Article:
In many ways, the Lyonesse Trilogy consists of three threads which connect sometimes very tangentially. There is the competition between the various kingdoms, the conflict between the mages, and the quests into ‘fairyland’. Each of these stories is dispersed through the novels in varying doses.

In the final volume, it felt at times like Vance had left himself with too much to do. Every now and then, he hit the fast forward button and events whiz by almost in summary. At other times, tangential and inconsequential matters were lingered over. A great deal of writing was spent establishing characters only to rid them from the book in a sentence.

Maduoc eclipses to a greater or lesser extent the main characters from the previous novels. I felt Glyneth in particular got short shrift. Where, for instance, were these swords she brought back from Tanjecterly? The concentration on Maduoc compresses the ultimate conclusion of the struggle between Aillas and Casimir, making it feel a little rushed.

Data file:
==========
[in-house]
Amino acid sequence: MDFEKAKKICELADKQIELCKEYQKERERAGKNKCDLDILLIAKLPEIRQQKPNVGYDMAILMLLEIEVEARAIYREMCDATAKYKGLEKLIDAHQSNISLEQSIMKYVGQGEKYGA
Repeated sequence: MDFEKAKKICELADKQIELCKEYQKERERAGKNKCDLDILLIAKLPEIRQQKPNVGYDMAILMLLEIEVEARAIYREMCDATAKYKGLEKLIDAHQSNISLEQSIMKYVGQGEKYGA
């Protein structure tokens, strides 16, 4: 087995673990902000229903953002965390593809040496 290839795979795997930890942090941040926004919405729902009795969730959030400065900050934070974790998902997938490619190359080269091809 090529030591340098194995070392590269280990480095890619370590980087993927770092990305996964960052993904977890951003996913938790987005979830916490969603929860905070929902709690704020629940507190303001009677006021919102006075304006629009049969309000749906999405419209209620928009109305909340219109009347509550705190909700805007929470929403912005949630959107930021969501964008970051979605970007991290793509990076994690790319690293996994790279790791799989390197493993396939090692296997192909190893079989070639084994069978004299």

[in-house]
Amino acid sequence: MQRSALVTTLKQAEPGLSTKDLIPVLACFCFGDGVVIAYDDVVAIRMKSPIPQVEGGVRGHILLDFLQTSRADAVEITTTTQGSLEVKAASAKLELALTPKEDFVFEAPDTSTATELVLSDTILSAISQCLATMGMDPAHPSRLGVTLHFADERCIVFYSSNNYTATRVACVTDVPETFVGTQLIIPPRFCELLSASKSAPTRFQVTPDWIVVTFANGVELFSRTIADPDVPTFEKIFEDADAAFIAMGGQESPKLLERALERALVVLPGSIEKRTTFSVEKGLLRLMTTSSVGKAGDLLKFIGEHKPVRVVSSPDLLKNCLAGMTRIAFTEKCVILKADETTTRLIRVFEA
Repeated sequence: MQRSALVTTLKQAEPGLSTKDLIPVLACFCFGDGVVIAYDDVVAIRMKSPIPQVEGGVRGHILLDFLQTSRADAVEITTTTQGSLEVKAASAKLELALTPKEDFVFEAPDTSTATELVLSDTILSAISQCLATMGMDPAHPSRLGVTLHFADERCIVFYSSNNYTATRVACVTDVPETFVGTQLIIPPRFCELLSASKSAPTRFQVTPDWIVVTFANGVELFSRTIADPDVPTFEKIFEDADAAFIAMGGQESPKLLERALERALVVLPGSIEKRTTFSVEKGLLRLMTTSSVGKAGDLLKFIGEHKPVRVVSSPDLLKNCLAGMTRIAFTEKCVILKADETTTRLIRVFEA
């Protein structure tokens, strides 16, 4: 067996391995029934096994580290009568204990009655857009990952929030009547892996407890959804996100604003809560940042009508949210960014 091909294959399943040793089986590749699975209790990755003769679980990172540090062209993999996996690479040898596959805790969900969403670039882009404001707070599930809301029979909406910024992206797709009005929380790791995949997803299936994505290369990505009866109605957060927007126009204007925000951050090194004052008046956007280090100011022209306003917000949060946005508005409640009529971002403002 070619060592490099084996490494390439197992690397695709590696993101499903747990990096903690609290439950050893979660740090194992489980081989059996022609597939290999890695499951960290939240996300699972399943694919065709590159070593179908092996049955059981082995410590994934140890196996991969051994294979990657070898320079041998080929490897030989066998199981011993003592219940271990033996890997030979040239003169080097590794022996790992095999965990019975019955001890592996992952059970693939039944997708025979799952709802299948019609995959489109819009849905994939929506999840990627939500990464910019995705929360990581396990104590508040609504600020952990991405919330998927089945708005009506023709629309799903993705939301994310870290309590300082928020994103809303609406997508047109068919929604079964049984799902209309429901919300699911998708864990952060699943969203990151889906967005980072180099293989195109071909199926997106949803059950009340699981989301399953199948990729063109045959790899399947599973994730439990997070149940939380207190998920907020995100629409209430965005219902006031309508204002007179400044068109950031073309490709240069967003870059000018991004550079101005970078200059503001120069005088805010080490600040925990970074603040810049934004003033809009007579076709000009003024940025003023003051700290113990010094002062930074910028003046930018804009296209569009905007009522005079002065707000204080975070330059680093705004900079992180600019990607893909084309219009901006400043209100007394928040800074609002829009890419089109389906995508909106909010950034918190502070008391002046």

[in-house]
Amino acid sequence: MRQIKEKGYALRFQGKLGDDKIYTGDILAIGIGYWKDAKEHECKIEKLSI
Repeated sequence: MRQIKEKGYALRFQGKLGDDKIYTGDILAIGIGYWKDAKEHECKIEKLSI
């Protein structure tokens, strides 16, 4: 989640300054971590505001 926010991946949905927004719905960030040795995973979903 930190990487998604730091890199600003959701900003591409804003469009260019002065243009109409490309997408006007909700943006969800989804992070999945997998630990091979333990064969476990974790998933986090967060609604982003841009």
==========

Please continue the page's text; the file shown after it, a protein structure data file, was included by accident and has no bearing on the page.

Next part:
And yet, the novel makes up for these dashed expectations. Shimrod’s adventures in the previous novels, at times made disjointed and abrupt by the opaque central mystery now click into place. More importantly, Maduoc is an engaging character and her adventures kept my interest throughout. I was particularly moved by the ultimate fate of one of the minor characters. It was very well done.

The Green Pearl By Jack Vance



Though this book is called The Green Pearl, the pearl itself bookends the story, the vast bulk of which is devoted to Aillas’s efforts to defeat the Ska and Casimir’s political machinations. Aillas proves to be every bit as crafty as his enemies though his subjects appear remarkably calm when their king disappears without warning. Shimrod also pops up here and there to fathom the mysterious Melancthe.

The book is filled with adventure, colourful characters, and clever scenes. Dhrun fades into the background, taking a backseat to Aillas and Glyneth. The trip to the delightfully named Tanjecterly was particularly entertaining if nearly a separate story.